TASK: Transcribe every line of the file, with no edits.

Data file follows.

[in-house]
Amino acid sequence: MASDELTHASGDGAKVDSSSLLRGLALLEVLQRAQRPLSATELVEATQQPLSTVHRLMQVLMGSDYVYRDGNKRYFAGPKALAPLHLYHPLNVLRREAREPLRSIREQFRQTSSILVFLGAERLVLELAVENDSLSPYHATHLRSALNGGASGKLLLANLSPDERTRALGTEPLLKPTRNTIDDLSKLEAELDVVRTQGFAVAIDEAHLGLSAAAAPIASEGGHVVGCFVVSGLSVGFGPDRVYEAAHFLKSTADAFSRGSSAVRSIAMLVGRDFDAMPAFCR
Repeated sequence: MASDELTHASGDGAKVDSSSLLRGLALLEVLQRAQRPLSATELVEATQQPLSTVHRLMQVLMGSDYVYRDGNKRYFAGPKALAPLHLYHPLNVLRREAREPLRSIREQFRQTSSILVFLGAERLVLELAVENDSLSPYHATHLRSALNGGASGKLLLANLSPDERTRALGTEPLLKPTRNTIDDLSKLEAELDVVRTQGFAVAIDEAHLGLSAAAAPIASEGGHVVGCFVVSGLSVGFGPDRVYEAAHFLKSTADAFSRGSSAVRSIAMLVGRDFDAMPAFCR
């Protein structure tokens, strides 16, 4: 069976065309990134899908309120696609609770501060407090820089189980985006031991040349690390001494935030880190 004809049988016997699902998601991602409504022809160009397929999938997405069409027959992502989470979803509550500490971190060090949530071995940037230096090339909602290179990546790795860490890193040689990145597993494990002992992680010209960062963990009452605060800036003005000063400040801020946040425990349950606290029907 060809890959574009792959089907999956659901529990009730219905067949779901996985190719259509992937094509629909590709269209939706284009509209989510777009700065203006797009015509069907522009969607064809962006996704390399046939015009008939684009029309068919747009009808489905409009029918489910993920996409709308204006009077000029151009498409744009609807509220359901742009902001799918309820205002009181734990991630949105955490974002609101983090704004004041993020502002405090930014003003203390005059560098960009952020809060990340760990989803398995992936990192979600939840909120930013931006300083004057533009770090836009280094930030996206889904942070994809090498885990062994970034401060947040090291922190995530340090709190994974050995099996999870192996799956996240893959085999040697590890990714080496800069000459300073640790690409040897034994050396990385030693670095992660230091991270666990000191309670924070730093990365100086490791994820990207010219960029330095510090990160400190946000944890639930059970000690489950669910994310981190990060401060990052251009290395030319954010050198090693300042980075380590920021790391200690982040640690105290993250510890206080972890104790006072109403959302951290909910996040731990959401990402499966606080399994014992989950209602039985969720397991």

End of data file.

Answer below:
[in-house]
Amino acid sequence: MASDELTHASGDGAKVDSSSLLRGLALLEVLQRAQRPLSATELVEATQQPLSTVHRLMQVLMGSDYVYRDGNKRYFAGPKALAPLHLYHPLNVLRREAREPLRSIREQFRQTSSILVFLGAERLVLELAVENDSLSPYHATHLRSALNGGASGKLLLANLSPDERTRALGTEPLLKPTRNTIDDLSKLEAELDVVRTQGFAVAIDEAHLGLSAAAAPIASEGGHVVGCFVVSGLSVGFGPDRVYEAAHFLKSTADAFSRGSSAVRSIAMLVGRDFDAMPAFCR
Repeated sequence: MASDELTHASGDGAKVDSSSLLRGLALLEVLQRAQRPLSATELVEATQQPLSTVHRLMQVLMGSDYVYRDGNKRYFAGPKALAPLHLYHPLNVLRREAREPLRSIREQFRQTSSILVFLGAERLVLELAVENDSLSPYHATHLRSALNGGASGKLLLANLSPDERTRALGTEPLLKPTRNTIDDLSKLEAELDVVRTQGFAVAIDEAHLGLSAAAAPIASEGGHVVGCFVVSGLSVGFGPDRVYEAAHFLKSTADAFSRGSSAVRSIAMLVGRDFDAMPAFCR
């Protein structure tokens, strides 16, 4: 069976065309990134899908309120696609609770501060407090820089189980985006031991040349690390001494935030880190 004809049988016997699902998601991602409504022809160009397929999938997405069409027959992502989470979803509550500490971190060090949530071995940037230096090339909602290179990546790795860490890193040689990145597993494990002992992680010209960062963990009452605060800036003005000063400040801020946040425990349950606290029907 060809890959574009792959089907999956659901529990009730219905067949779901996985190719259509992937094509629909590709269209939706284009509209989510777009700065203006797009015509069907522009969607064809962006996704390399046939015009008939684009029309068919747009009808489905409009029918489910993920996409709308204006009077000029151009498409744009609807509220359901742009902001799918309820205002009181734990991630949105955490974002609101983090704004004041993020502002405090930014003003203390005059560098960009952020809060990340760990989803398995992936990192979600939840909120930013931006300083004057533009770090836009280094930030996206889904942070994809090498885990062994970034401060947040090291922190995530340090709190994974050995099996999870192996799956996240893959085999040697590890990714080496800069000459300073640790690409040897034994050396990385030693670095992660230091991270666990000191309670924070730093990365100086490791994820990207010219960029330095510090990160400190946000944890639930059970000690489950669910994310981190990060401060990052251009290395030319954010050198090693300042980075380590920021790391200690982040640690105290993250510890206080972890104790006072109403959302951290909910996040731990959401990402499966606080399994014992989950209602039985969720397991």